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By Jaclyn Diaz
The National Football League’s new ban on players kneeling during the national anthem is getting a heated response from the public and the players’ union.
And because teams, not players, are cited for infractions, the athletes might have little recourse to complain about it.
“This policy is quite cleverly crafted to try to avoid any recourse by the union,” Rebecca Givan, an associate professor in the School of Management and Labor Relations at Rutgers University, told Bloomberg Law May 24.
The NFL Players Association says it wasn’t consulted on the policy change and that it will challenge any aspects of the new rule that are “inconsistent with the collective bargaining agreement.”
The NFL couldn’t be reached for a comment, and the NFLPA declined to comment further than its statement.
Colin Kaepernick, the former quarterback for the San Francisco 49ers, triggered the debate during the 2016 season. He began kneeling during the pregame playing of the anthem as a form of social protest against racial injustice and police brutality.
The practice became a source of much controversy after other players joined in. Even President Donald Trump has since said players who don’t stand should be fired or should leave the country.
The NFL told Bloomberg Law in September that it didn’t anticipate changing its policy. “Players are strongly encouraged, but not required, to stand during the national anthem,” a spokesman said at the time.
That changed on May 23, when NFL Commissioner Roger Goodell announced a revision of its Game Operations Manual to include fines for teams whose “personnel are on the field and do not stand and show respect for the flag and the Anthem.”
“The policy cleverly tries to avoid any recourse by mediating punishment to teams rather than to players,” Givan said. “It’s more difficult to argue players were directly harmed or punished as a result of violating this policy.”
The fact that the NFL changed the Game Operations Manual and not the collective bargaining agreement could also be a roadblock for claims filed by the union.
“Employers have rights to change rules if it’s not expressly written in the contract,” attorney Leonard Schiro said. Schiro focuses on labor relations in professional sports.
In general, most things not covered explicitly in a union contract fall under what’s known as management rights, Givan said. That means employers have more power to implement a policy they desire outside of the collective bargaining agreement.
Players could file a grievance if they are incorrectly punished under terms of the collective bargaining agreement with the NFL, but it’s not clear whether they will be able to make that case here, Givan said.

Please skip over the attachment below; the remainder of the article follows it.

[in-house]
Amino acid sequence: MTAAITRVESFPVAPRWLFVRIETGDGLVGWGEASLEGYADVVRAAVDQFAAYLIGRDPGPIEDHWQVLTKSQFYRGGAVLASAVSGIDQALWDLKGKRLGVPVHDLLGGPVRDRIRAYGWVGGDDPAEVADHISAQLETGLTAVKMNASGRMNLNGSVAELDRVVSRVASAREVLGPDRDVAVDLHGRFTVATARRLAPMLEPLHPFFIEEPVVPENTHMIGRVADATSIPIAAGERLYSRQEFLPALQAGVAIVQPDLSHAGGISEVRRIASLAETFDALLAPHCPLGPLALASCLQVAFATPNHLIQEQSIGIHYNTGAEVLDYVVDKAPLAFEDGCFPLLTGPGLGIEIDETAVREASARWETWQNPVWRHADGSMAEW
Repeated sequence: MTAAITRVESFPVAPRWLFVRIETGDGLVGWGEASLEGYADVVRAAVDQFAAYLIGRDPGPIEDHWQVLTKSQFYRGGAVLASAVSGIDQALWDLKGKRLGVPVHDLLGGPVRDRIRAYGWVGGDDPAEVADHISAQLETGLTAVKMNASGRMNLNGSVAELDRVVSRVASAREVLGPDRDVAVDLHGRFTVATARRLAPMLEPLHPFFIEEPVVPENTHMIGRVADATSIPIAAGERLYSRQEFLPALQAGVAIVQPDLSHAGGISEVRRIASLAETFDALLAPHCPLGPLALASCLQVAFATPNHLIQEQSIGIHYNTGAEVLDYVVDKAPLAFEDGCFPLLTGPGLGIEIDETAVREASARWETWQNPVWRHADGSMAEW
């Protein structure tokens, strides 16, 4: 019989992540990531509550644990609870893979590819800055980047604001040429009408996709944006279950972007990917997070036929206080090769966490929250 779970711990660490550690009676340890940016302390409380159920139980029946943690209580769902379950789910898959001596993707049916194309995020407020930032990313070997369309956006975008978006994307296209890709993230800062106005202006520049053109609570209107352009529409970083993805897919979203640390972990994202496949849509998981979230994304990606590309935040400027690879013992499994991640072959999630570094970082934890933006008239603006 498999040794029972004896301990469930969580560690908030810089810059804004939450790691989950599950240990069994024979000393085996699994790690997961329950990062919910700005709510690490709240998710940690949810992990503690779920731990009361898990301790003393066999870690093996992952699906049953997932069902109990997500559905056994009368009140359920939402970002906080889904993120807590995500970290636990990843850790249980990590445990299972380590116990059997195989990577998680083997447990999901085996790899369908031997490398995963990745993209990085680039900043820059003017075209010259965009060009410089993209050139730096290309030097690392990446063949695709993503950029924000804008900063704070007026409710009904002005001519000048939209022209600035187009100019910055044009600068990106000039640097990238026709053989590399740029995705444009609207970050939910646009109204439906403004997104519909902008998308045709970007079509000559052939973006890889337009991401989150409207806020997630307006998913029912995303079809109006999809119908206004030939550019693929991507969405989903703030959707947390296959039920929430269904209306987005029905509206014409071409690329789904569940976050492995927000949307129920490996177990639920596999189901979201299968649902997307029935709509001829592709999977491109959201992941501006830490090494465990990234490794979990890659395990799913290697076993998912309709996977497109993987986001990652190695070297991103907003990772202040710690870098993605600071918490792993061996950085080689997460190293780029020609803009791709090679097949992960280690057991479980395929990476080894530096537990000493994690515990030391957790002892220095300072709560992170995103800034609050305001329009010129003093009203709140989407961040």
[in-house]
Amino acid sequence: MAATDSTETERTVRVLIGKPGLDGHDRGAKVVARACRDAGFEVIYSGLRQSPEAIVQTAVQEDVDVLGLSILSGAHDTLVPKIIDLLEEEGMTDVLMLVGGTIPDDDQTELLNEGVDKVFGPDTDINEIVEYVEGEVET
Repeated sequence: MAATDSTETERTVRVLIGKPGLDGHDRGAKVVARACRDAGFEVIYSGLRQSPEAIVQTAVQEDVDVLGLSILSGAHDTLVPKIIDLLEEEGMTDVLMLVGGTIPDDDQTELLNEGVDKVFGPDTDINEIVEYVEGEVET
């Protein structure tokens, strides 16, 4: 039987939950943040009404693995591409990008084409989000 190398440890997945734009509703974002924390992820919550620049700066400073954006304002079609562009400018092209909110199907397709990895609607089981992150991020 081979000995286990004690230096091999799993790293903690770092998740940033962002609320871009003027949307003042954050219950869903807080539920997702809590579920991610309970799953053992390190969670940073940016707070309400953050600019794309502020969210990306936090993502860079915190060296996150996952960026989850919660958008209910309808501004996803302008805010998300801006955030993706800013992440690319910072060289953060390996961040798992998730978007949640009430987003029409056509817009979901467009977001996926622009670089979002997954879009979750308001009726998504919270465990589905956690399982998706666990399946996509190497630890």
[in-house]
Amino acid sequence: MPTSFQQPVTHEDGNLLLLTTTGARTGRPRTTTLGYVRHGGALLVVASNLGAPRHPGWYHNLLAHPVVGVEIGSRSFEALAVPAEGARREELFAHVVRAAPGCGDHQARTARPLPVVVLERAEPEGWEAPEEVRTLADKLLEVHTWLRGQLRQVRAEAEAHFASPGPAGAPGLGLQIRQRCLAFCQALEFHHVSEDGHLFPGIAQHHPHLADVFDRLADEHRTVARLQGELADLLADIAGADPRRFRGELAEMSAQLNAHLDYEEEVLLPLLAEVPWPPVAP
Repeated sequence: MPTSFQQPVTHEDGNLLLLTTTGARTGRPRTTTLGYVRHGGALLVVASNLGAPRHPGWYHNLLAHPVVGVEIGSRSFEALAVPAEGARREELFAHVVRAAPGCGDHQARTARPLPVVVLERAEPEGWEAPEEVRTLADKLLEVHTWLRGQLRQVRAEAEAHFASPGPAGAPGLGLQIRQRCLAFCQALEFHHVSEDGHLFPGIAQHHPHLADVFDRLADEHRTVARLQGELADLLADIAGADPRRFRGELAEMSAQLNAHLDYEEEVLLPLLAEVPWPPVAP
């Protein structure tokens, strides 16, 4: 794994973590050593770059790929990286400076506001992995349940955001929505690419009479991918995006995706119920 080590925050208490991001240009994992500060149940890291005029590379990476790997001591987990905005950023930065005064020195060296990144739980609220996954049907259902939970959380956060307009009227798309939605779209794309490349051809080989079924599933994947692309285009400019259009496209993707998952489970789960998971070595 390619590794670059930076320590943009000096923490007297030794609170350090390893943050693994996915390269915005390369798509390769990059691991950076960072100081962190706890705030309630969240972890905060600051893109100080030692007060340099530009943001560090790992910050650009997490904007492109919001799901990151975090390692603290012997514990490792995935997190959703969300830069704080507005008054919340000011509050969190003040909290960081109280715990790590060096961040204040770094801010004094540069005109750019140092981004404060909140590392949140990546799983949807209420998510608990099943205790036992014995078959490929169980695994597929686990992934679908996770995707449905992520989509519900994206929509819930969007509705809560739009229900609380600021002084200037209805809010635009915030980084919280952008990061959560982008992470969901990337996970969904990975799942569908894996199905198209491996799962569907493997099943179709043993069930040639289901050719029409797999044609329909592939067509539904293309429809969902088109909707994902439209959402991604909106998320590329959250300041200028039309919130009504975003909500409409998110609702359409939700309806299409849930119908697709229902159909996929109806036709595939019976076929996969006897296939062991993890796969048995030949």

Not only that, the collective bargaining agreement states that the commissioner can act at his discretion to discipline players whose conduct is deemed “detrimental to the integrity of, or public confidence in, the game of professional football,” Schiro said.
“That’s a pretty big catchall. All they have to say is under this agreement we have power to expand rules to protect the integrity of the game,” he said.
The NFLPA is in a tough spot and is likely treading carefully for now, Givan and Schiro said.
“The union’s in a difficult position because it’s not clear that this issue is bargainable at all. If players want to fight back it’s probably going to need to be in the form of bigger collective action” rather than with grievances, Givan said.
So far the union hasn’t come out strongly against this policy while some players have, Schiro says.
“The players’ response versus the union’s is inconsistent,” he said. “It’s probably because the union recognizes a few things that could have a detrimental economic effect on contracts.”
The union has to represent the professional players as well as star quarterbacks. The union has to pick its fight and do so carefully to not hurt not-as-wealthy players. Those players may only get a few years to play in the league and get paid the minimum salary. For a rookie in his first year, he’d likely receive between $400,000 to $500,000.
If the league loses money and viewers, as some have claimed because of the kneeling protests, contracts could fall apart, Schiro said. And what happens to the union’s power then?
There have been claims from players and the public responding to the NFL’s policy change that this move is a First Amendment violation. That doesn’t fly here, Ruben Garcia, the co-director of the University of Nevada, Las Vegas’ Workplace Law Program, said. The NFL and its owners are not a government entity, so free speech rights don’t apply.
“I think it is more of a labor issue, a very interesting one in terms of what they are required to bargain over,” he said.
Generally speaking, free speech doesn’t exist in the private workplace, anyway, Givan said. And that counts when the workplace is a football field.
“This is a reminder that American workers, even NFL players, don’t have free speech rights on the job,” she said.
The NFL is not the only sports franchise with this sort of policy. The National Basketball Association has strict rules on conduct during the national anthem.
“Players, coaches and trainers are to stand and line up in a dignified posture along the sidelines or on the foul line during the playing of the National Anthem,” according to the NBA’s rulebook.
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